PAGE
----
How does Amoy Gardens compare with the new COVID-19 cases in the Chinese apartment building?
Just nine people got sick from SARS-CoV-2 in Guangzhou, where the apartment building was located, and none died. But there are similarities, says University of Hong Kong mechanical engineer Yuguo Li, who studied both cases. Li’s group—along with teams from the Guangdong Provincial Center for Disease Control and Prevention and Guangzhou CDC—describe their new findings this week in the Annals of Internal Medicine. (China CDC mentioned the cases in less detail in a paper published late last month, as first reported by Bloomberg.)
Here’s what is known about the COVID-19 episode: All five members of a family living in a 15th floor apartment tested positive for SARS-CoV-2 in late January, after most of them had visited Wuhan, where the pandemic started. A few days later, two middle-aged couples living on the 25th and 27th floors—part of a stack of vertically arranged apartments directly above the flat in question and all sharing the same waste pipes—became ill. They had not traveled or been in close contact with a sick person during China’s lockdown.
Li’s team compiled a range of evidence suggesting the two couples were exposed to fecal aerosols from their neighbors more than 10 floors below through their shared waste pipes. Camera footage from elevators indicated that the families did not cross paths. Among more than 200 air and surface samples collected in the high-rise in mid-February, the only ones testing positive for SARS-CoV-2 came from the 15th floor family’s apartment and a vacant apartment’s bathroom on the 16th floor directly above. Finally, a tracer gas that Li’s team piped into the 15th floor apartment’s drainpipe exited in the 25th and 27th floor apartment bathrooms.
The researchers could not verify that any of the three U-shaped traps in the apartments had dried out when the COVID-19 cases happened, however. The apartments had already been cleaned and the traps filled with water when they visited. Evidence for spread via plumbing remains “circumstantial,” they write. Still, Li’s team tells “a compelling story,” Peccia says.
Li says he’s aware of three similar cases of possible SARS-CoV-2 transmission via high-rise plumbing, two in Hong Kong and another in Guangdong province. He’s investigating one of the Hong Kong cases, which involved five stacked apartments. “We really do not know” how many other cases there may be in China or elsewhere, he says.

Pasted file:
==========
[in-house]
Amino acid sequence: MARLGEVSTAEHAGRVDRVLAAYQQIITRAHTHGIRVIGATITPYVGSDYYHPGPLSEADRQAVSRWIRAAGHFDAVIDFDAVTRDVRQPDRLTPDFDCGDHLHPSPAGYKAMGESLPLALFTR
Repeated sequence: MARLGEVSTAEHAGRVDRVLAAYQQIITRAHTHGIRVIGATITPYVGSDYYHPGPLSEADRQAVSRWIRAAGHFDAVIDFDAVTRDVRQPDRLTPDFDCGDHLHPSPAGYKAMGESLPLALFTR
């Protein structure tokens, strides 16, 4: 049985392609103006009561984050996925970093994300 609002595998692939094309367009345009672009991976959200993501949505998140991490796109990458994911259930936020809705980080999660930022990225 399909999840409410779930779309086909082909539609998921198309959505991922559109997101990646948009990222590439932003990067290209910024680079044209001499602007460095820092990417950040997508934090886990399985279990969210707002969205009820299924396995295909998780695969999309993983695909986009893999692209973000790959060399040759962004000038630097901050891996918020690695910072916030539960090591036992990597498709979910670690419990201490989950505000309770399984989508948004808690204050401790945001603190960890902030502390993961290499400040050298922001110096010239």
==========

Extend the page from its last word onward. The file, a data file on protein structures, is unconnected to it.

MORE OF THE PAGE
Could COVID-19 have spread through plumbing in New York City high-rises?
That depends on many factors and may be impossible to prove, researchers say. A sick person would have had to produce lots of infectious virus, which would have had to reach others quickly and at a high dose, Peccia says. “A lot has to fall in line.”
It would also depend on a building’s plumbing system and how well it was maintained. In the United States plumbing systems generally “protect people,” says Michael Gormley, a water sanitation expert at Heriot-Watt University in Edinburgh, who wrote a commentary on Li’s study. One difference in New York City is that most apartment bathrooms don’t have floor drains. But even so, there are other drains with U-shaped traps, like those in unused bathtubs, that could dry out.
“There’s no reason it couldn’t happen,” Peccia says. But if it does, he suspects “it’s a rare event.”
What’s the bottom line for apartment building dwellers, and people in general?
There are several steps people can take to reduce their exposure to such fecal aerosols, Gormley and others say. Chief among them is good hygiene—washing hands, cleaning the toilet, and keeping the lid down when flushing. If you live in a high-rise apartment building, make sure U-shaped traps are filled—that’s easily done by regularly running water in tubs and sinks. But gases can also leak from aging pipes, Li notes. “If [you] can smell the drain odor in your bathroom, do something.”